1: // Support for iterating over the contents of a batch.
   2: class Handler {
   3:  public:
   4:   virtual ~Handler();
   5:   virtual void Put(const Slice& key, const Slice& value) = 0;
   6:   virtual void Delete(const Slice& key) = 0;
   7: };
   8: Status Iterate(Handler* handler) const;

You can iterate over the batch. The problem is that we now have this implementation for Iterate:

   1: Status WriteBatch::Iterate(Handler* handler) const {
   2:   Slice input(rep_);
   3:   if (input.size() < kHeader) {
   4:     return Status::Corruption("malformed WriteBatch (too small)");
   5:   }
   7:   input.remove_prefix(kHeader);
   8:   Slice key, value;
   9:   int found = 0;
  10:   while (!input.empty()) {
  11:     found++;
  12:     char tag = input[0];
  13:     input.remove_prefix(1);
  14:     switch (tag) {
  15:       case kTypeValue:
  16:         if (GetLengthPrefixedSlice(&input, &key) &&
  17:             GetLengthPrefixedSlice(&input, &value)) {
  18:           handler->Put(key, value);
  19:         } else {
  20:           return Status::Corruption("bad WriteBatch Put");
  21:         }
  22:         break;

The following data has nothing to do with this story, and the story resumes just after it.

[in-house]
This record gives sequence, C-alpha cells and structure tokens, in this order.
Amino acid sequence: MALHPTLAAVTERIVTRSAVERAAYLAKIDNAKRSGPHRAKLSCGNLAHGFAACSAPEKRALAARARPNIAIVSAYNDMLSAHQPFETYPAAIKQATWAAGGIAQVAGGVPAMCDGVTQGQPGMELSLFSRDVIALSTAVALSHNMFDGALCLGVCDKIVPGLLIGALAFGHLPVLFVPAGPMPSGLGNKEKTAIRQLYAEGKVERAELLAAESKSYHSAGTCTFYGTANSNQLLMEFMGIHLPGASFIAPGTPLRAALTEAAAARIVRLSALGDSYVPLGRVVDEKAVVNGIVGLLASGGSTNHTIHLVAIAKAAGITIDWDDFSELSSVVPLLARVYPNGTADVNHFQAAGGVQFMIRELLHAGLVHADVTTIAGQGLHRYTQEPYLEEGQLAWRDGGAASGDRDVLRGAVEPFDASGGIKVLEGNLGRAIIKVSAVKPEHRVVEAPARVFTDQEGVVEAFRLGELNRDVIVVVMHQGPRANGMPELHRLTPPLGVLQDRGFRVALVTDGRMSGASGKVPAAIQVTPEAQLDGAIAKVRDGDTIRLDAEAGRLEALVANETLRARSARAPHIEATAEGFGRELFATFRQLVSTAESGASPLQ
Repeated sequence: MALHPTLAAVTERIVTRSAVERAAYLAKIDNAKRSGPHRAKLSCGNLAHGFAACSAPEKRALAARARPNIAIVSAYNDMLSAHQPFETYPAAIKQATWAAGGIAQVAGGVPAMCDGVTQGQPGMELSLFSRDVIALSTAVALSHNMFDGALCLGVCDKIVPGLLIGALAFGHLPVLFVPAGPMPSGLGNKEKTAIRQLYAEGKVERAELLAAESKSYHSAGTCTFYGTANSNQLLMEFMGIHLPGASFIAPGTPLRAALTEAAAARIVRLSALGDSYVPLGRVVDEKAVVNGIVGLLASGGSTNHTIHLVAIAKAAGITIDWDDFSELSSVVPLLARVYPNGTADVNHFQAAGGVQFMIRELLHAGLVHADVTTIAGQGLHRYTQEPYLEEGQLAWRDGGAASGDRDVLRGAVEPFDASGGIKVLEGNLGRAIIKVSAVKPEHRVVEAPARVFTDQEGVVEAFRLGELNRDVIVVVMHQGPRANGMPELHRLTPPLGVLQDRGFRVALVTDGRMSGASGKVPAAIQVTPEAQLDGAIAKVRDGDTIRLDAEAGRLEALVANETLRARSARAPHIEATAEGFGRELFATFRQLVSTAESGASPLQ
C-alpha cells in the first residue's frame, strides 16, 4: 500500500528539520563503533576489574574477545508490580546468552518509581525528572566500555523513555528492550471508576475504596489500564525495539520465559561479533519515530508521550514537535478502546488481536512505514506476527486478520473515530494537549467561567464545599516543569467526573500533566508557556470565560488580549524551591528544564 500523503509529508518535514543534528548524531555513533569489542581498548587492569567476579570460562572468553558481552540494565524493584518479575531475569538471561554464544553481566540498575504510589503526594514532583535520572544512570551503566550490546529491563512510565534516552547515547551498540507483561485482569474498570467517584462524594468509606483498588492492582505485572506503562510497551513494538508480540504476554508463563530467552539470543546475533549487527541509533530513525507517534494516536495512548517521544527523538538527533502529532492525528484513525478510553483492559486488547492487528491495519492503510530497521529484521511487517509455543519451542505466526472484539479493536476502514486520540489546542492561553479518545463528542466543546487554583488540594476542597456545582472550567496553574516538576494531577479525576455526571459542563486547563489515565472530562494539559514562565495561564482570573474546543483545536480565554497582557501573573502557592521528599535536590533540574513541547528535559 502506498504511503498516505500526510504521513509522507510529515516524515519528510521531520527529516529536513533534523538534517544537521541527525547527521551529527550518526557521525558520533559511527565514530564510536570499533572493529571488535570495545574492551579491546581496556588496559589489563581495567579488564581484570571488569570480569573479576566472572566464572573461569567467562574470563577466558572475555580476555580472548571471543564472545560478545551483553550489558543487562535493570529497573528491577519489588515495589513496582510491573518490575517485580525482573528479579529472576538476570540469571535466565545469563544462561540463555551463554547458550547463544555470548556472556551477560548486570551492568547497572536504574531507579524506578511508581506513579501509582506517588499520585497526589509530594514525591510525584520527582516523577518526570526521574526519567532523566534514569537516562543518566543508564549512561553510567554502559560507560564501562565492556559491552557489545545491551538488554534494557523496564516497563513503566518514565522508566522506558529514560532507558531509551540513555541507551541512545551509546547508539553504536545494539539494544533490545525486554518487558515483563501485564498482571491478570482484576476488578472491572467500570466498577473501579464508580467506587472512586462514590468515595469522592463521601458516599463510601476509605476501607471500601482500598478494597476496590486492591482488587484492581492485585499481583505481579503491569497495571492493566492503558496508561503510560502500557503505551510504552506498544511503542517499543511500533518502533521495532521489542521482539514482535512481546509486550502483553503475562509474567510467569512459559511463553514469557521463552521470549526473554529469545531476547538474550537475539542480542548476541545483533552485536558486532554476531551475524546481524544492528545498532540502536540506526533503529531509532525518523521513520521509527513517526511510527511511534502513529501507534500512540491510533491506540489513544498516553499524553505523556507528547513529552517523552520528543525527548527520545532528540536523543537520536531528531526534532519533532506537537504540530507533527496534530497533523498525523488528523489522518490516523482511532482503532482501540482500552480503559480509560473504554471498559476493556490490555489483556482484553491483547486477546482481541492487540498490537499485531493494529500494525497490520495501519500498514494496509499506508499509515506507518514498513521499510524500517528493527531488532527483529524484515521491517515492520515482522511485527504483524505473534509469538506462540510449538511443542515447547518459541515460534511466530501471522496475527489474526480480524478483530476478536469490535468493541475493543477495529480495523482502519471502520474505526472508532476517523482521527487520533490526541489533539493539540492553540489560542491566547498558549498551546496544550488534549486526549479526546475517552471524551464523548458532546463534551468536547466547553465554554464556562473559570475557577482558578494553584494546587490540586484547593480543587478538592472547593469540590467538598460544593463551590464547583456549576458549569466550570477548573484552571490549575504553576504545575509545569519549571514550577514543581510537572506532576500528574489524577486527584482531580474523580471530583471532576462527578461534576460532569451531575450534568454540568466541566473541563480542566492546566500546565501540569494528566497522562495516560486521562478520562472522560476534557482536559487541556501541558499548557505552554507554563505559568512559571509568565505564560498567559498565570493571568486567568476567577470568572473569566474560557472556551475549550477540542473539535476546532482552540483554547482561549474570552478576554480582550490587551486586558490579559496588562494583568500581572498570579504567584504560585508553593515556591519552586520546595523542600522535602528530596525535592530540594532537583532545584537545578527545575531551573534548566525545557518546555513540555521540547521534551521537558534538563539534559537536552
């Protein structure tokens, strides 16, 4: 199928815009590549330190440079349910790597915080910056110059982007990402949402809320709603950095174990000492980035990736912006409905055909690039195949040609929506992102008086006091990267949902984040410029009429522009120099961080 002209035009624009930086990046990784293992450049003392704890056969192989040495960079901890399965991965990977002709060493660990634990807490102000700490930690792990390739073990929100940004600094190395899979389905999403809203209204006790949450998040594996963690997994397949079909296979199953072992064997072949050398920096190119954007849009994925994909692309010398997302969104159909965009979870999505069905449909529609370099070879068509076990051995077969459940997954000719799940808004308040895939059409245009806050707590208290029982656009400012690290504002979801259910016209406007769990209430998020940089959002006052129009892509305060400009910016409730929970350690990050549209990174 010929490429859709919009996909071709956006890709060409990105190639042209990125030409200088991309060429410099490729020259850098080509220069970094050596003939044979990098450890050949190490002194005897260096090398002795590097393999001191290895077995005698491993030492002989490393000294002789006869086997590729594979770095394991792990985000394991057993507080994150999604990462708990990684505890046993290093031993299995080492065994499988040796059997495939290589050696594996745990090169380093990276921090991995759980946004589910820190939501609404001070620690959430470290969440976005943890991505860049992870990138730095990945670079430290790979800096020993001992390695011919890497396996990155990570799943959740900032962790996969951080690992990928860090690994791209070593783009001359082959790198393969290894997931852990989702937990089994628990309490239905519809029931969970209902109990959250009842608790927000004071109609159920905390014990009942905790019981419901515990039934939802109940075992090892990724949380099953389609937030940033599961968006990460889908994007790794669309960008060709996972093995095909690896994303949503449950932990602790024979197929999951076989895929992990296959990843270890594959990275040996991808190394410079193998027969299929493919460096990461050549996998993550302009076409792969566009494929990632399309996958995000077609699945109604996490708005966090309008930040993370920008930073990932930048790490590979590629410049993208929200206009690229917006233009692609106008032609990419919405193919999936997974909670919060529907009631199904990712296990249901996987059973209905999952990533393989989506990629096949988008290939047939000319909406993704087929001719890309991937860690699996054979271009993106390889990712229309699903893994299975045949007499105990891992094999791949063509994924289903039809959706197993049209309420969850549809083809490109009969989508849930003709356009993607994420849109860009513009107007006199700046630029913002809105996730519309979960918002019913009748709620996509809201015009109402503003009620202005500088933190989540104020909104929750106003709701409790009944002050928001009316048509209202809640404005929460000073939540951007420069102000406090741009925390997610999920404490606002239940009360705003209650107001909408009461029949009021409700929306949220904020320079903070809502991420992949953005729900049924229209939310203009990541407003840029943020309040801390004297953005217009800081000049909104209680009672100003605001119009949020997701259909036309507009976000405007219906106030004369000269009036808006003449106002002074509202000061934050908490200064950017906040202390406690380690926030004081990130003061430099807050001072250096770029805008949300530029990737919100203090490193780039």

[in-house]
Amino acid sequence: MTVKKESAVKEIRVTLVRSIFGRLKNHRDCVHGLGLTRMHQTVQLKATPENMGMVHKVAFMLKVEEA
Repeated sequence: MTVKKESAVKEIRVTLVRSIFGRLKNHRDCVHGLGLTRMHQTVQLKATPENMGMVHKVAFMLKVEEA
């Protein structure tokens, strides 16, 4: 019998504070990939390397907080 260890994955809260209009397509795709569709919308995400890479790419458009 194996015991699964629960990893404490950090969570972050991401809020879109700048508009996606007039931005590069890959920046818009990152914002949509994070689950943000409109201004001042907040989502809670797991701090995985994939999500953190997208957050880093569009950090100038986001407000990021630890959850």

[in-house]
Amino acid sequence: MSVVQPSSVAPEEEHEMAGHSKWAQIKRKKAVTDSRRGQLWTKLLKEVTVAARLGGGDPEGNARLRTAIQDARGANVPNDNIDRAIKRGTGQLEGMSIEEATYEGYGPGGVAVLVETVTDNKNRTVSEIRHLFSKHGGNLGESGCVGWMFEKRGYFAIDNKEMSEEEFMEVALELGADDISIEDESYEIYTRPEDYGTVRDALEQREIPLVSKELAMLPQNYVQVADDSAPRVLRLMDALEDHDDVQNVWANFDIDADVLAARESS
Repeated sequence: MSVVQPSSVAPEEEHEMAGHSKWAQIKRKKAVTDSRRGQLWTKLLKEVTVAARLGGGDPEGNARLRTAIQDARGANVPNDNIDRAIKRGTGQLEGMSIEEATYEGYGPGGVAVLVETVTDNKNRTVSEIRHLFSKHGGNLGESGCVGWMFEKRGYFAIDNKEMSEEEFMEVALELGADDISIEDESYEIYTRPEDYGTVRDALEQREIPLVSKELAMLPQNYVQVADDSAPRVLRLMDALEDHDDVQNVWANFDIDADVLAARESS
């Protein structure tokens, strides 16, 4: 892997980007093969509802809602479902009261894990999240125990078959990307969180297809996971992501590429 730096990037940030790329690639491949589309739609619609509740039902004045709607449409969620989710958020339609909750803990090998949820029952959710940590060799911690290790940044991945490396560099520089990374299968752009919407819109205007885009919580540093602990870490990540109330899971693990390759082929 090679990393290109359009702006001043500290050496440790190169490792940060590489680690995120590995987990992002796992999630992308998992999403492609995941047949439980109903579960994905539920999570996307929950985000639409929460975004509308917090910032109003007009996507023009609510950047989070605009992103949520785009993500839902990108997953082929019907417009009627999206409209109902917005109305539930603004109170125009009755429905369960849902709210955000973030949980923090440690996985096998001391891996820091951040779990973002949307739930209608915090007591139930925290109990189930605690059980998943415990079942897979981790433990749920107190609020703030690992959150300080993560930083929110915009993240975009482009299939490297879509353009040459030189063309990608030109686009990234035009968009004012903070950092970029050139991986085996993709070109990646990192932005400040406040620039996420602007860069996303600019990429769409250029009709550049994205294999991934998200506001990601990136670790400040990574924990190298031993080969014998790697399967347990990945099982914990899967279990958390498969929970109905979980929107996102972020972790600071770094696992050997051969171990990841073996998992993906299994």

23:       case kTypeDeletion:
  24:         if (GetLengthPrefixedSlice(&input, &key)) {
  25:           handler->Delete(key);
  26:         } else {
  27:           return Status::Corruption("bad WriteBatch Delete");
  28:         }
  29:         break;
  30:       default:
  31:         return Status::Corruption("unknown WriteBatch tag");
  32:     }
  33:   }
  34:   if (found != WriteBatchInternal::Count(this)) {
  35:     return Status::Corruption("WriteBatch has wrong count");
  36:   } else {
  37:     return Status::OK();
  38:   }
  39: }

So we write it directly to a buffer, then read from that buffer. The interesting bit is that the actual writing to leveldb itself is done in a similar way, see:

   1: class MemTableInserter : public WriteBatch::Handler {
   2:  public: